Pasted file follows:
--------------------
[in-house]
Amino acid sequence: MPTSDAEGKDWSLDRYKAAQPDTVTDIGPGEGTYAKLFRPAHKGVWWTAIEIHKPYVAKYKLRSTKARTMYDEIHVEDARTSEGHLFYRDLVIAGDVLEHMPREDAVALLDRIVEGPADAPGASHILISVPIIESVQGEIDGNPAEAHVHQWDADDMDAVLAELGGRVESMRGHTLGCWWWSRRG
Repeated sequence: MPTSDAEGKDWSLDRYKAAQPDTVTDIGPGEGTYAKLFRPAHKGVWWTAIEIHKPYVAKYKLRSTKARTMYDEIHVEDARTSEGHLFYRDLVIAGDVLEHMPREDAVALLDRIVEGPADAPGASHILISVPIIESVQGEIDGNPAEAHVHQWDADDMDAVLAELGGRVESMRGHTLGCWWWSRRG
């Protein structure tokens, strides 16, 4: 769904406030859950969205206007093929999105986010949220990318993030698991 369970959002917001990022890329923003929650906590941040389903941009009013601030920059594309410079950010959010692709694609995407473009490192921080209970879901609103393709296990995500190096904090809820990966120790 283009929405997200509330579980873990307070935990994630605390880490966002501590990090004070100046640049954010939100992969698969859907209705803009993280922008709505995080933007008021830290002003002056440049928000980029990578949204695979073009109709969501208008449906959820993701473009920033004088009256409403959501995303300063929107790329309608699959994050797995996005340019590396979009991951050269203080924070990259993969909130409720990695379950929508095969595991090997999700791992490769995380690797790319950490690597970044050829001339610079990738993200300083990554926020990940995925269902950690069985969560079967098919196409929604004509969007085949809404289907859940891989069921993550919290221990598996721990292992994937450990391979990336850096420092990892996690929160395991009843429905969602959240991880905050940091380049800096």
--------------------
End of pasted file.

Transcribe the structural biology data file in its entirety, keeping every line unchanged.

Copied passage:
[in-house]
Amino acid sequence: MPTSDAEGKDWSLDRYKAAQPDTVTDIGPGEGTYAKLFRPAHKGVWWTAIEIHKPYVAKYKLRSTKARTMYDEIHVEDARTSEGHLFYRDLVIAGDVLEHMPREDAVALLDRIVEGPADAPGASHILISVPIIESVQGEIDGNPAEAHVHQWDADDMDAVLAELGGRVESMRGHTLGCWWWSRRG
Repeated sequence: MPTSDAEGKDWSLDRYKAAQPDTVTDIGPGEGTYAKLFRPAHKGVWWTAIEIHKPYVAKYKLRSTKARTMYDEIHVEDARTSEGHLFYRDLVIAGDVLEHMPREDAVALLDRIVEGPADAPGASHILISVPIIESVQGEIDGNPAEAHVHQWDADDMDAVLAELGGRVESMRGHTLGCWWWSRRG
């Protein structure tokens, strides 16, 4: 769904406030859950969205206007093929999105986010949220990318993030698991 369970959002917001990022890329923003929650906590941040389903941009009013601030920059594309410079950010959010692709694609995407473009490192921080209970879901609103393709296990995500190096904090809820990966120790 283009929405997200509330579980873990307070935990994630605390880490966002501590990090004070100046640049954010939100992969698969859907209705803009993280922008709505995080933007008021830290002003002056440049928000980029990578949204695979073009109709969501208008449906959820993701473009920033004088009256409403959501995303300063929107790329309608699959994050797995996005340019590396979009991951050269203080924070990259993969909130409720990695379950929508095969595991090997999700791992490769995380690797790319950490690597970044050829001339610079990738993200300083990554926020990940995925269902950690069985969560079967098919196409929604004509969007085949809404289907859940891989069921993550919290221990598996721990292992994937450990391979990336850096420092990892996690929160395991009843429905969602959240991880905050940091380049800096």